VAN SUSTEREN: Struggles between police eager to make an arrest and prosecutors cautionary about the law are common. But did the disputes between Boulder investigators and the district attorney have an effect on the JonBenet Ramsey investigation?

Steve, anybody who's in the house where a murder is committed certainly are under the umbrella of suspicion. In this case, though, here's what the prosecution's faced with. There were burglaries in the areas prior to the murder, there's a broken window, there was a foot print that can't be identified, a palm print that can't be unidentified, unidentified pubic hair on the body, a very compromised murder scene and no history of child abuse. Any defense lawyer could drive a Mack truck through that case. Why do you think that this case should proceed forward in light of that fact?

THOMAS: I'm not saying that at all. I agree that, at this point, a criminal prosecution and a beyond-a-reasonable-doubt threshold is unattainable. Early in this case, as I said, when pressure should have been brought to bear by the government that was charged to do the right thing, we, being part of that government at the time, failed to do so. I think there were these opportunities -- were we able to get in a room and interview the Ramseys early in this thing, who knows what we might have learned. We'll never...

VAN SUSTEREN: But I got to tell you, Steve. If I were their lawyers, in light of the fact that they were under this umbrella of suspicion from day one -- you even have Detective Arndt who says that she can somehow look into the eyes of John Ramsey and see guilt. I mean, you've got -- the police had focused on them. I would have bound and gagged them before I would have let them speak to you. Why do you hold that against them? They had lawyers and lawyers would do that. THOMAS: Well, certainly I can't hold it against them because the Ramseys took advantage of many of the opportunities that our Constitution affords all people in this country. But on the other hand -- let me speak in hypotheticals -- if an intruder committed this crime and they put up this wall of attorneys and got PR people and so forth and did not speak to the police and did not come in for four months and finally generously allow me for one day to ask them questions, they did a great disservice in this case if, in fact, there was this intruder out there at large in this community.

So were they suspects initially? Certainly they were, as were a number of people. But when we were unable to ask them some of the most basic and elementary of investigative questions to move this thing forward for four months, they have to shoulder some of the responsibility as to why this thing became the disaster that it became.

VAN SUSTEREN: Now, one of your colleagues, Lou Schmidt, believes -- another detective -- that there was an intruder, the Ramseys had no involvement in the case. He also believes there was a stun gun involved in that. Do you think -- see anything wrong with his sort of theory other than ultimate -- you disagree with the ultimate conclusion he reaches? But has he done anything wrong in this investigation?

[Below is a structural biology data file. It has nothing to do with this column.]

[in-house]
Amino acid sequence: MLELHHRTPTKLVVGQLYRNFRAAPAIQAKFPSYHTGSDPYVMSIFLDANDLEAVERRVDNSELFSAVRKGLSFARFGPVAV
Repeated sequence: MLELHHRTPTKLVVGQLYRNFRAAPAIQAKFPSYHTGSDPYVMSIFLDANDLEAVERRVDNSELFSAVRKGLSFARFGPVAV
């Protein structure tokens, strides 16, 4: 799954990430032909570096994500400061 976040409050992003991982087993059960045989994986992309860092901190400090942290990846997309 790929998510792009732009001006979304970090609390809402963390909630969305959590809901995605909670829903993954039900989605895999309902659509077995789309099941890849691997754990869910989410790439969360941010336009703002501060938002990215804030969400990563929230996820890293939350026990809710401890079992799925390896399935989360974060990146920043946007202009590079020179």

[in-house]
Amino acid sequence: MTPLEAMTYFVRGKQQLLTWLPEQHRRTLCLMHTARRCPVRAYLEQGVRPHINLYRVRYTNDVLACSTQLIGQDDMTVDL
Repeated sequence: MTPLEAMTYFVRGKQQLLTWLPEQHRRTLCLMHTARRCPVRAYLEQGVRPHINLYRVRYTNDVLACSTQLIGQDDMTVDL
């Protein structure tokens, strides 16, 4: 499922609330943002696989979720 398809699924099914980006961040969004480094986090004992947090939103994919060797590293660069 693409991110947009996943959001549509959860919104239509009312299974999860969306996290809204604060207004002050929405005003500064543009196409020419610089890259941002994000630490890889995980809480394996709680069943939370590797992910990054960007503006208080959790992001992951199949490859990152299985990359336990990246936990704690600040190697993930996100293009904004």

THOMAS: I have a great deal of respect for Lou Schmidt. I like Lou and I still consider us friends. We're both passionate about this case and we're at opposite ends of the spectrum. Lou absolutely believes what he believes, but let me make this point clear. And I'm speaking only for myself today. I can't speak for the Boulder Police Department. But the investigators in this case, the special prosecutors that finally took this case in front of a grand jury, federal law enforcement that advised us were unanimous in opinion, I believe, that this was not an intruder. Lou Schmidt, with great credentials, was the lone voice in this crying intruder.

And about the stun gun marks you ask about, what was so typical in this case, we went to one of the world's most respected forensic pathologists, Dr. Werner Spitz in Michigan, who came out recently and publicly and declared this was not a stun gun.

VAN SUSTEREN: In the 20 seconds we have left, I think you raise a very interesting question in your book. You say, "I wondered how I could distinguish between a genuinely grieving parent and one whose grief might be masking some possible involvement in a crime." Is it possible that we just so draw our own inferences that we sort of lose sight of the facts?

THOMAS: I don't know. Maybe Lou Schmidt and I are looking at it from different perspectives, but I think the case file, when you look at it, I think I've drawn a very reasonable inference and conclusion here.

VAN SUSTEREN: And a very sad thing because we don't have anyone on trial for a horrible murder. But that's all the time we have for today. In the next few weeks, we expect John and Patsy Ramsey to be joining us to discuss the ongoing investigation of their daughter's death, as well as their own book on the case.

Stay tuned to CNN for the latest in the Elian Gonzalez case. And we'll be back tomorrow with another edition of BURDEN OF PROOF. We'll see you then.